Der Sieg des Glaubens (English: The Victory of Faith, Victory of Faith, or Victory of the Faith) (1933) is the first propaganda film directed by Leni Riefenstahl. Her film recounts the ... See full summary »
This Nazi propaganda film purports to show the story of a Nazi Storm Trooper named Horst Wessel--here called "Hans Westmar"--who took part in street brawls and assassinations in Berlin in ... See full summary »
During Napoleon's victorious campaign in Germany, the city of Kolberg gets isolated from the retreating Prussian forces. The population of Kolberg refuses to capitulate and organizes the ... See full summary »
The Jews of Poland (invaded by Germany in 1939) are depicted as filthy, evil, corrupt, and intent on world domination. Street scenes are shown prejudicially, along with clips from Jewish ... See full summary »
This is the only film known to be made by the Nazis inside an operating concentration camp. Germany's Ministry of Propaganda produced this 1944 film about Theresienstadt, the "model" ghetto established by the Nazis in 1941 in Terezin, a town in the former Czechoslovakia. Joseph Goebbels intended to use the film to prove to the International Red Cross and the world that Jews were being well-treated in the camps. The film, however, is an elaborately staged hoax presenting a completely false picture of camp life. Upon completion, the director and most of the cast of prisoners were shipped to Auschwitz. Only a few survived to attest to the falsity of the film. Includes study guide.Written by
National Center for Jewish Film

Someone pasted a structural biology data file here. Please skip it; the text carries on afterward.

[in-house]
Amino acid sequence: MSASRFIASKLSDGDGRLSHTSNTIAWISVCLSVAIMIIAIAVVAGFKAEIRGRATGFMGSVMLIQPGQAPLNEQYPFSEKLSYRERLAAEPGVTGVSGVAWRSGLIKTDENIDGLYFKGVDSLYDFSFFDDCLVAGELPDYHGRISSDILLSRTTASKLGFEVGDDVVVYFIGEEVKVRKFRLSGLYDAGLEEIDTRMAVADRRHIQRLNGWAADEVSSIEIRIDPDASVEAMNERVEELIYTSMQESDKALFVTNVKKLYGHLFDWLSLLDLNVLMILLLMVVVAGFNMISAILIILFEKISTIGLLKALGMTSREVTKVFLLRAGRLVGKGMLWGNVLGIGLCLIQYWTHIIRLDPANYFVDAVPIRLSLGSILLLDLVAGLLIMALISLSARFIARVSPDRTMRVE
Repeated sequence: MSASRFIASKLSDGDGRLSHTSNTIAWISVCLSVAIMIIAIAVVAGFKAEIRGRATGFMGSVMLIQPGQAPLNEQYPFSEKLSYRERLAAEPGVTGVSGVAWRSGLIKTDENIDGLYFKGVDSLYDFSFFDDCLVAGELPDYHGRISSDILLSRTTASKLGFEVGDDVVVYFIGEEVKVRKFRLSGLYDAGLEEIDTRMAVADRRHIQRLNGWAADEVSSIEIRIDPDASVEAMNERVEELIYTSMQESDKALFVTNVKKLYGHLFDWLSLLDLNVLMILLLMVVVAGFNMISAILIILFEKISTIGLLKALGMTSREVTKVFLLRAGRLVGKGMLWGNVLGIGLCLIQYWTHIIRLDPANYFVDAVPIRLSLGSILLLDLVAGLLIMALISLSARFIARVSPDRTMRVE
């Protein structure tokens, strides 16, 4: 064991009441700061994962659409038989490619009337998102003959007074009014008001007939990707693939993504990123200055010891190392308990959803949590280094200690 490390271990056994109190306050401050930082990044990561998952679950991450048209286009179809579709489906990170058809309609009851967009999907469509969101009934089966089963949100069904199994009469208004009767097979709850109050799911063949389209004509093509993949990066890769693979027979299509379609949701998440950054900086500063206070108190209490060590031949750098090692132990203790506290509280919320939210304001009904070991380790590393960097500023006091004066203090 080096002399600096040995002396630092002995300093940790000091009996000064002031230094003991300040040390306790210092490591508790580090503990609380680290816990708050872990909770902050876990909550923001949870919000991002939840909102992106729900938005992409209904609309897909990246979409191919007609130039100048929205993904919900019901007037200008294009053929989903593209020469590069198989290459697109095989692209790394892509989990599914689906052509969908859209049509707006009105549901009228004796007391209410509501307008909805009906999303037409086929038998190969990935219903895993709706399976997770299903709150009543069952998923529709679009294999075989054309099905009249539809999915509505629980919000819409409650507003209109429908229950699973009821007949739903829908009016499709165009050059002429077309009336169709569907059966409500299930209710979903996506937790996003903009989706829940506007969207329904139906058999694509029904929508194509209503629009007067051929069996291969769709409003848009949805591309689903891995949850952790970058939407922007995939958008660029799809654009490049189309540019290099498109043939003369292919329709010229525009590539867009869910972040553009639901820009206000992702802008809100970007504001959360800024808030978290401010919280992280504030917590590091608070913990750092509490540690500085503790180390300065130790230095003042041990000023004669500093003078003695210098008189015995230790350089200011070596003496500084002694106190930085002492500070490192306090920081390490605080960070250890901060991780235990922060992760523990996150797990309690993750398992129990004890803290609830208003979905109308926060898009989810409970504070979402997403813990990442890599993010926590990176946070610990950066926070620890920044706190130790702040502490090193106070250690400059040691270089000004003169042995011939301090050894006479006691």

The shoot started on 26 August 1944 in Theresienstadt. The cast and crew were mostly prisoners from Theresienstadt, but they had no artistic freedom because the screenplay and production was closely supervised by the SS-Nazis. Nearly all of the prisoners who worked on this film were later deported to the Auschwitz-Birkenau Extermination Camp on 28 October 1944. Kurt Gerron, his wife and most of the performers were gassed immediately upon arrival. The editing and post-production was supervised only by the SS-Nazis. The film was finished on 28 March 1945. The propaganda film was presented only 4 times within the next 3 weeks. See more »
I've just recently seen on a cable tv channel (yes, there is still intelligent life out there) a documentary about the german(and unfortunately for him also jewish)actor and director Kurt Gerron. His life's history impressed me so much that I couldn't help going back to the Holocaust and the open wounds it has left all across Europe even today. "Theresienstadt" (a concentration camp by any other name in what is now the Czech Republic) was a Faust-like bargain. Gerron hadn't directed a film in seven years - since the dutch "Three Wishes". He achieved the impossible portraying a concentration camp that could pass for a normal and much improved jewish ghetto. Some of his inmates proscribed him for it. Others, who have survived, aren't entirely sure they would have done different if faced with the prospect of immediate death for themselves and their families. In any case, the "cast" (mostly children) of this surreal exercise were transported to Auschwitz shortly after completion of the film. As were Kurt Gerron and his family. They were murdered on arrival. This has got to be, with the benefit of hindsight, one of the most disturbing pieces of film ever shot. And quite impossibly to vote for on a scale of 1 to 10. It is still too soon, too fresh, utterly unpardonable.
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